When it came to the local pub, The White Horse, on a Saturday night in the quite town of Bridgelough, there was a woman named Maggie Mae Coleman, who liked her ‘drop’ every Saturday at 8pm sharp – in her usual corner – only if it was free of course. Margaret was eighty years of age and had lived through many years of joy, smiles, happiness but also pain and heartbreak. Maggie stayed until 10pm sharp every Saturday – until the revellers appeared for a night’s session, or as she called it ‘The Young ones’ Social Interactions and Shenanigans’
One of these revellers was Margaret Mary Robinson. Margaret was eighteen, and had just experienced her first experience of joy and heartbreak – that being bought a car by her parents for her big birthday – only if she saved enough money for her own insurance and driving lessons – which of course she had, being a level headed young lady. The heartbreak of course, being dumped by her boyfriend of one year shortly after the celebrations!
Maggie and Margaret used to see each other quite a lot on Saturday nights, as they used to pass each other just as Maggie was leaving and Margaret was coming in, yet they never really engaged. But one night, as Maggie got up to leave form her ‘usual corner’ after her ‘usual drop’ – 4 brandy’s in – she dropped her walking stick and struggled to pick it up. Margaret, out of all of her friends rushed over to help a slightly embarrassed Maggie. As she handed her the stick, or as she called it ‘A useless annoyance of the more elderly lady’ Maggie smiled and replied in a calm polite tone ‘Thank you Child!’
‘No problem,’ replied Margaret smiling putting her Jägerbomb down on the table next to Maggie’s empty brandy glass.
‘I see you most nights when I’m out here, it’s a nice pub isn’t it?’ smiled Margaret sitting next to Maggie casually flicking her long beautiful dark hair.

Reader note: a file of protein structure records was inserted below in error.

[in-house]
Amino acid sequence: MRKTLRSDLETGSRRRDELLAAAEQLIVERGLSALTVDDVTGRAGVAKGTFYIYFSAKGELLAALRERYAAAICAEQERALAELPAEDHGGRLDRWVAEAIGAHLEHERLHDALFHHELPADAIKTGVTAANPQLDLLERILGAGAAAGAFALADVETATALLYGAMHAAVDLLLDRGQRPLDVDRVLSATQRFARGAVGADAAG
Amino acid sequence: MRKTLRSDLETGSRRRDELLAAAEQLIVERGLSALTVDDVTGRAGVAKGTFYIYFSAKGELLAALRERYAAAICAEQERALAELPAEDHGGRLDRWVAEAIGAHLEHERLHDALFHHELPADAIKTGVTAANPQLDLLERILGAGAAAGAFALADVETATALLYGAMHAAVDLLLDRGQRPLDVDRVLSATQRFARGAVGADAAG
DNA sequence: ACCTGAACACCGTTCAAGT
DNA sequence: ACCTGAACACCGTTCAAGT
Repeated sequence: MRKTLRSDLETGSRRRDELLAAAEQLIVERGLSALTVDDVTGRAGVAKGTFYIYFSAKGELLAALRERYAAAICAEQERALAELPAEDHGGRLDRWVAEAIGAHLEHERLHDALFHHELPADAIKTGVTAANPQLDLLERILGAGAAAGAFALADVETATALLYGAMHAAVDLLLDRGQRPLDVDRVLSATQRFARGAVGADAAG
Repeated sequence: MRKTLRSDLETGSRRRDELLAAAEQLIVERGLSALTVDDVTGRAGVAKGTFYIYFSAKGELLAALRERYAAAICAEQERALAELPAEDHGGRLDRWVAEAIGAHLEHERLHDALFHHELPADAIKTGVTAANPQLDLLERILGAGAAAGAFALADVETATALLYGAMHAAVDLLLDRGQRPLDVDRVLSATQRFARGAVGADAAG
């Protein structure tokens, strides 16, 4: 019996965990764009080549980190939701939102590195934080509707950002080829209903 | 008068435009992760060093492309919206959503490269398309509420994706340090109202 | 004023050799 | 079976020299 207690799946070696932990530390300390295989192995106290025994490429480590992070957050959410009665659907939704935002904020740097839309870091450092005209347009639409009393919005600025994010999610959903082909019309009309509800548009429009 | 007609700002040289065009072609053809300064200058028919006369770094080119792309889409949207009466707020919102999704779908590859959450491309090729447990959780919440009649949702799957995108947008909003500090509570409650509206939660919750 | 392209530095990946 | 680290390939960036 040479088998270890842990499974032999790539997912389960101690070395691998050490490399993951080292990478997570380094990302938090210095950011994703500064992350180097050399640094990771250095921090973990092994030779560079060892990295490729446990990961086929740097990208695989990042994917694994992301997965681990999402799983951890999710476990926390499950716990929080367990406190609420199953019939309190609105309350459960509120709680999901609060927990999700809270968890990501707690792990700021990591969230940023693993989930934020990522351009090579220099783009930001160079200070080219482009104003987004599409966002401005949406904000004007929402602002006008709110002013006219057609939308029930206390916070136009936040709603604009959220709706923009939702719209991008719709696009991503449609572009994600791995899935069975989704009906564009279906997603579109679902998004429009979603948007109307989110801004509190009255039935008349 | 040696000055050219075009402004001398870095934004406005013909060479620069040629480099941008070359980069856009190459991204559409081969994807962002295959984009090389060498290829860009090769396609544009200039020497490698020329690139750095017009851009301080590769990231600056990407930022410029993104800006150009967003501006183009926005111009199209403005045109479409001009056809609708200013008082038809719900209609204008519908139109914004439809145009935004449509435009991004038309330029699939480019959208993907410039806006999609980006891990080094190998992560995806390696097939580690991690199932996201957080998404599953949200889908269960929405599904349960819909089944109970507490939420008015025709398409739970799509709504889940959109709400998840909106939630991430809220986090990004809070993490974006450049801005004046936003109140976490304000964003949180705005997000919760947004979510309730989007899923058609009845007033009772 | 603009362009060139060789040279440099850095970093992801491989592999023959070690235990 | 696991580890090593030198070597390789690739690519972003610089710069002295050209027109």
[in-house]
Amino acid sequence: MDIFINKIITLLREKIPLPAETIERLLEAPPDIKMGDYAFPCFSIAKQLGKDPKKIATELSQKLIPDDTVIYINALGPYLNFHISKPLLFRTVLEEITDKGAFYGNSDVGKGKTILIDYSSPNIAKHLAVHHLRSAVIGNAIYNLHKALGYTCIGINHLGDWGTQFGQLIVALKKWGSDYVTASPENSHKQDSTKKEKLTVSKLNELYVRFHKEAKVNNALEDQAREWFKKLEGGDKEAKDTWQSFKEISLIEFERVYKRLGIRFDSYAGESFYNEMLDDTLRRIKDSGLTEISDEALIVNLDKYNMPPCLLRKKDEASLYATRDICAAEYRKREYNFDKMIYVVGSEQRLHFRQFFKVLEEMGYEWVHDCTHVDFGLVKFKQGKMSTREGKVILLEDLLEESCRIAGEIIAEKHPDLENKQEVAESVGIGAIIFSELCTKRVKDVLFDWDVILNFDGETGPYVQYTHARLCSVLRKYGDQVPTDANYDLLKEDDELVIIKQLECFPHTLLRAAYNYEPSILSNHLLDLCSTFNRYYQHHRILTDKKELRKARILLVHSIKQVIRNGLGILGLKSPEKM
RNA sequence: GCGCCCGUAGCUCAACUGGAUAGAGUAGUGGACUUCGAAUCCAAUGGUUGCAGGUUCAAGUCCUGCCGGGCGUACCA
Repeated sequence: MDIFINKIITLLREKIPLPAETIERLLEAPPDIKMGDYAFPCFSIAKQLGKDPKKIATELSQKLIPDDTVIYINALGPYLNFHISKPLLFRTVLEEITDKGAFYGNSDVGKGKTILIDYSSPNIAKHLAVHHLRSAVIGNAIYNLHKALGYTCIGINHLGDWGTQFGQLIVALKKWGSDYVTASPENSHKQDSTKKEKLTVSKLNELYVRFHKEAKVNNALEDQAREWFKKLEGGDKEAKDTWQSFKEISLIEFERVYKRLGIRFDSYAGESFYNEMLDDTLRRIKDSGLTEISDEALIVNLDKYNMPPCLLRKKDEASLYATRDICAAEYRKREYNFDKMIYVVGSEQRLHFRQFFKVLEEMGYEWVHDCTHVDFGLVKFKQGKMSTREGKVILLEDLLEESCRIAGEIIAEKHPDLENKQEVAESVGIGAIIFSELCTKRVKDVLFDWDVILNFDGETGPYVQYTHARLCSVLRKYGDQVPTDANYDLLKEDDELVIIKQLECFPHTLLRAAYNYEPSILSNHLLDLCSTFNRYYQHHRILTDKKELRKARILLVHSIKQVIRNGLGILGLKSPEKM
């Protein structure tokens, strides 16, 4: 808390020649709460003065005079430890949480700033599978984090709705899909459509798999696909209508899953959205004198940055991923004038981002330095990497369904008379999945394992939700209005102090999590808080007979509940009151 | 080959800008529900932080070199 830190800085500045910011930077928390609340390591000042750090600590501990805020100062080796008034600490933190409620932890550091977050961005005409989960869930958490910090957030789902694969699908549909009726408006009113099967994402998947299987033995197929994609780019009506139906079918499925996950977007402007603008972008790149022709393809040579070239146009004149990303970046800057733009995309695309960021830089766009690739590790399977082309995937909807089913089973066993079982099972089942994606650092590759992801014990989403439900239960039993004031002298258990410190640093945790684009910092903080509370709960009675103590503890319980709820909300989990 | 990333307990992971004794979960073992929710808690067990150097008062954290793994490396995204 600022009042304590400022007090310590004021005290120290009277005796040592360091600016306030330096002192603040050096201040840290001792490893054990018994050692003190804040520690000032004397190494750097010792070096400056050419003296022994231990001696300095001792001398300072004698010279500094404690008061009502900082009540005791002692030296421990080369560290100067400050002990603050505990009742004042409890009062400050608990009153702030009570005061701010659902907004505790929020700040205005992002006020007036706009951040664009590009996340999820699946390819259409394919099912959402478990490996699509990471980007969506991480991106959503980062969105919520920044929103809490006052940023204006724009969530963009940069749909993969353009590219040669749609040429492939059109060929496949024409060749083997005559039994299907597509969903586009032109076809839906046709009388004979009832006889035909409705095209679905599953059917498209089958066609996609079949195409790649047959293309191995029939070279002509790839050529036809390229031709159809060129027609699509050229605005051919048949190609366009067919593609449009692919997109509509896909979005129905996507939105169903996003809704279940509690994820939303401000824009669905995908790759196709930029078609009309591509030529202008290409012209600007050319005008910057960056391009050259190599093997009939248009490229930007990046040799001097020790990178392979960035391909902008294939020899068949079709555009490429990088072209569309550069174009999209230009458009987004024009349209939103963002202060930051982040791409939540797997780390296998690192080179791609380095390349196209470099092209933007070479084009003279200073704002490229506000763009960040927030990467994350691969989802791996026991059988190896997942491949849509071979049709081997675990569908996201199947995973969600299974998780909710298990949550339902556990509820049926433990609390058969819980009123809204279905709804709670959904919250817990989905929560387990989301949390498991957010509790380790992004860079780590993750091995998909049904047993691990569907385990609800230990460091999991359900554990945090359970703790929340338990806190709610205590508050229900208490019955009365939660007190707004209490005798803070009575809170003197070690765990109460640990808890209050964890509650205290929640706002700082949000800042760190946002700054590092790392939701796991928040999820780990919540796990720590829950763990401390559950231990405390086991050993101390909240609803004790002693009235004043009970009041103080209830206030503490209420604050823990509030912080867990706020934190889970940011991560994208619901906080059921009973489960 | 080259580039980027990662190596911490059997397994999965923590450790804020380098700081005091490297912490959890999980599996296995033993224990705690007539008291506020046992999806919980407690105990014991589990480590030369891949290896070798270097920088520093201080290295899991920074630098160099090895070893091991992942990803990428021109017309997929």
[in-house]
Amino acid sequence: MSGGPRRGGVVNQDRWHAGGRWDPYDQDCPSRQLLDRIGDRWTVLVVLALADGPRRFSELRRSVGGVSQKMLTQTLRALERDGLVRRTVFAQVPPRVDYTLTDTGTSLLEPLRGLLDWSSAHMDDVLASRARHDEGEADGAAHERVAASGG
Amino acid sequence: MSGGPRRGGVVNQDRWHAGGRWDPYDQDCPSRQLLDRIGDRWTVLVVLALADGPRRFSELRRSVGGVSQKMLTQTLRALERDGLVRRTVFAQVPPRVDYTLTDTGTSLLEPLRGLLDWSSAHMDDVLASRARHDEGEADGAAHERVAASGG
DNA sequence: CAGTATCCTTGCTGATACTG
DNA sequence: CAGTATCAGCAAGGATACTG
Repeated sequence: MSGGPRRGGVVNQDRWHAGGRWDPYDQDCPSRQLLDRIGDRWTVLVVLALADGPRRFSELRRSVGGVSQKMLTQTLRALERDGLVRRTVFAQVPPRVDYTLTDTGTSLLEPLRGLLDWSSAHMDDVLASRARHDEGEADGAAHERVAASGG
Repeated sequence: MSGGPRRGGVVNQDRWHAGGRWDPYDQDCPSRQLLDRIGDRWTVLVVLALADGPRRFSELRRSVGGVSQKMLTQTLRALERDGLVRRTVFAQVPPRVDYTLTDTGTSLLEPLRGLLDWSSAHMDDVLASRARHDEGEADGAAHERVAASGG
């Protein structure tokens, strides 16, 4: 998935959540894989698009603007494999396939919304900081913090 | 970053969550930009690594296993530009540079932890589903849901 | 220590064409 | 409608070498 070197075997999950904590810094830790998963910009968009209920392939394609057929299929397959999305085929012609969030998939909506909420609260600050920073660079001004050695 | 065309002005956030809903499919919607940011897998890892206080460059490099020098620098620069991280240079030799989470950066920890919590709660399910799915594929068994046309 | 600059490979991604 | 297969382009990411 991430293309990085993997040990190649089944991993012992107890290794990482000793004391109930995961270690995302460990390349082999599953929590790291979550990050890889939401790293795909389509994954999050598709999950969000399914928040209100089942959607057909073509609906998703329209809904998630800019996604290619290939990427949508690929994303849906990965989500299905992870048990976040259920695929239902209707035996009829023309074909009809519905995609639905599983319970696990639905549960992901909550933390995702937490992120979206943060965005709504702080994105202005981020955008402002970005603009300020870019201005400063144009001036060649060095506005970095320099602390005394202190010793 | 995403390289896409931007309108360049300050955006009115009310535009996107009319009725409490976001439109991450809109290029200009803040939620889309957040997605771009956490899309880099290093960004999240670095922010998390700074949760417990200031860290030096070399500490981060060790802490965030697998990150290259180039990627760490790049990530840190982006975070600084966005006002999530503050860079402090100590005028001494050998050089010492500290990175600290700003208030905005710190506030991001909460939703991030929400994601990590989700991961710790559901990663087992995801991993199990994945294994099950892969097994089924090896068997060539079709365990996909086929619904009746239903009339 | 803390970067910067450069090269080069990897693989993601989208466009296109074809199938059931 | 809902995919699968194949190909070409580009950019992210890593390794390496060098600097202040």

‘Oh and I see you child, having fun and enjoying yourself – you are a gorgeous young lady my dear!’ said Maggie remembering fondly when she used to have such hair instead of the grey ones she had now, along with the ‘wicked wrinkles’ as she called them.
‘Ah thank you, you are very sweet, so do you girl, you look great’ smiled Margaret enjoying the compliments fixing her collar of her black leather jacket.
‘You remind me so much of my daughter’ said Maggie now putting on her elegant, perfectly fitted purple wool coat.
With that sentence, Margaret and Maggie, two perfect strangers, had a conversation on that Saturday night. It was like they had known one another for quite a while, yet of course they didn’t. Margaret spoke about how she was out with her friends, and had turned eighteen a few months back, and how she was heartbroken to loose who she thought was the love of her life, a fella called Barry, – and all this time, Maggie just smiled pleasantly and listened, – listened to the innocence of the young voice of today – to a lady who seemed to be quite level headed and mannerly.
Once she had stopped talking about herself, Margaret turned to Maggie and asked her had she ever experienced anything bad in her life, and if so how do you get over it. Maggie again looked at Margaret and smiled gently and pleasantly, ‘Only once child, when I lost someone very dear to me, that was true heartbreak!’
‘I’m sorry’ replied Margaret ‘Was he the love of your life like Barry?’ drinking into her Jäger.
‘No’ smiled Maggie with a tear in her eye ‘She was my daughter, and she was just your age when she passed.’
From that sentence, Margaret got a true lesson from someone who had experienced it all. It suddenly dawned on her that she never even experienced heartbreak yet – just part of life.
From that Saturday on, Margaret and Maggie met each other quite a lot, for a ‘quick drop’, and a ‘quick shot’, until one night where Maggie didn’t appear at all – again another lesson and realisation in life that Margaret took with her in hers.